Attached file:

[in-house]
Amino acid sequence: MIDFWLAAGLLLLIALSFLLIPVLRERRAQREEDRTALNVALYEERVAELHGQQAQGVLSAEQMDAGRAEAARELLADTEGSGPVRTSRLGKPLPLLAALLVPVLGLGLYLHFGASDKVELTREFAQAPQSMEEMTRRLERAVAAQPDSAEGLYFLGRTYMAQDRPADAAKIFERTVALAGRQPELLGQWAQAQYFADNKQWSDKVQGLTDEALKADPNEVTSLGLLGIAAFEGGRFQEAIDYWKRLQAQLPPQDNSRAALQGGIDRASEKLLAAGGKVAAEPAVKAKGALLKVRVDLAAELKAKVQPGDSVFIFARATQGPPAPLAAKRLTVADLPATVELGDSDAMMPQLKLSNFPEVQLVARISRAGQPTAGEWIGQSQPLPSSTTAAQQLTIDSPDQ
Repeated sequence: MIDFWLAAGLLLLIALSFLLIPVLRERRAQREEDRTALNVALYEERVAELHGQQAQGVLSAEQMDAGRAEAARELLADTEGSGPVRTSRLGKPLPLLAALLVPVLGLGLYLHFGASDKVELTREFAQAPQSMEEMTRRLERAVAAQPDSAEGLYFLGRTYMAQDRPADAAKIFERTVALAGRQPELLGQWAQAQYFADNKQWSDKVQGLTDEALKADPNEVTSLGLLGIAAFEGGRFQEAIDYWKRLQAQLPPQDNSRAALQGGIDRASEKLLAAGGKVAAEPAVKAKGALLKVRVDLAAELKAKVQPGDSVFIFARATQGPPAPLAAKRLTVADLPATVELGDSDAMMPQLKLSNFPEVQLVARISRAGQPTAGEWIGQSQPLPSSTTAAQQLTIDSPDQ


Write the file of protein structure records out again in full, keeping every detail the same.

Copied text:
[in-house]
Amino acid sequence: MIDFWLAAGLLLLIALSFLLIPVLRERRAQREEDRTALNVALYEERVAELHGQQAQGVLSAEQMDAGRAEAARELLADTEGSGPVRTSRLGKPLPLLAALLVPVLGLGLYLHFGASDKVELTREFAQAPQSMEEMTRRLERAVAAQPDSAEGLYFLGRTYMAQDRPADAAKIFERTVALAGRQPELLGQWAQAQYFADNKQWSDKVQGLTDEALKADPNEVTSLGLLGIAAFEGGRFQEAIDYWKRLQAQLPPQDNSRAALQGGIDRASEKLLAAGGKVAAEPAVKAKGALLKVRVDLAAELKAKVQPGDSVFIFARATQGPPAPLAAKRLTVADLPATVELGDSDAMMPQLKLSNFPEVQLVARISRAGQPTAGEWIGQSQPLPSSTTAAQQLTIDSPDQ
Repeated sequence: MIDFWLAAGLLLLIALSFLLIPVLRERRAQREEDRTALNVALYEERVAELHGQQAQGVLSAEQMDAGRAEAARELLADTEGSGPVRTSRLGKPLPLLAALLVPVLGLGLYLHFGASDKVELTREFAQAPQSMEEMTRRLERAVAAQPDSAEGLYFLGRTYMAQDRPADAAKIFERTVALAGRQPELLGQWAQAQYFADNKQWSDKVQGLTDEALKADPNEVTSLGLLGIAAFEGGRFQEAIDYWKRLQAQLPPQDNSRAALQGGIDRASEKLLAAGGKVAAEPAVKAKGALLKVRVDLAAELKAKVQPGDSVFIFARATQGPPAPLAAKRLTVADLPATVELGDSDAMMPQLKLSNFPEVQLVARISRAGQPTAGEWIGQSQPLPSSTTAAQQLTIDSPDQ